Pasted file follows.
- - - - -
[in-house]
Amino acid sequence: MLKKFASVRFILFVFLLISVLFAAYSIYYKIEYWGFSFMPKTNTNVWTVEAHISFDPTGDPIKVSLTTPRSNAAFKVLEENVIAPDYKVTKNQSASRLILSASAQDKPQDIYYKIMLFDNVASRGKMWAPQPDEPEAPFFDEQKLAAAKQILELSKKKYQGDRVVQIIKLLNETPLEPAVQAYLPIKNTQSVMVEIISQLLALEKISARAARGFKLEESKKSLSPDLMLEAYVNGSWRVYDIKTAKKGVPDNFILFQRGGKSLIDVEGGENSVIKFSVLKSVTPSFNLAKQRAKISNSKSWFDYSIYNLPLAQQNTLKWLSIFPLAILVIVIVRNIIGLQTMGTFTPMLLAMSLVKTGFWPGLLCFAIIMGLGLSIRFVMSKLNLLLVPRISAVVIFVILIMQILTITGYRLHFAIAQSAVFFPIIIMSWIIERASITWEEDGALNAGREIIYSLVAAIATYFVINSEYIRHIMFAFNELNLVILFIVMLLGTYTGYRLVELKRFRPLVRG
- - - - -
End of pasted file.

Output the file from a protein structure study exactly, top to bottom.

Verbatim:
[in-house]
Amino acid sequence: MLKKFASVRFILFVFLLISVLFAAYSIYYKIEYWGFSFMPKTNTNVWTVEAHISFDPTGDPIKVSLTTPRSNAAFKVLEENVIAPDYKVTKNQSASRLILSASAQDKPQDIYYKIMLFDNVASRGKMWAPQPDEPEAPFFDEQKLAAAKQILELSKKKYQGDRVVQIIKLLNETPLEPAVQAYLPIKNTQSVMVEIISQLLALEKISARAARGFKLEESKKSLSPDLMLEAYVNGSWRVYDIKTAKKGVPDNFILFQRGGKSLIDVEGGENSVIKFSVLKSVTPSFNLAKQRAKISNSKSWFDYSIYNLPLAQQNTLKWLSIFPLAILVIVIVRNIIGLQTMGTFTPMLLAMSLVKTGFWPGLLCFAIIMGLGLSIRFVMSKLNLLLVPRISAVVIFVILIMQILTITGYRLHFAIAQSAVFFPIIIMSWIIERASITWEEDGALNAGREIIYSLVAAIATYFVINSEYIRHIMFAFNELNLVILFIVMLLGTYTGYRLVELKRFRPLVRG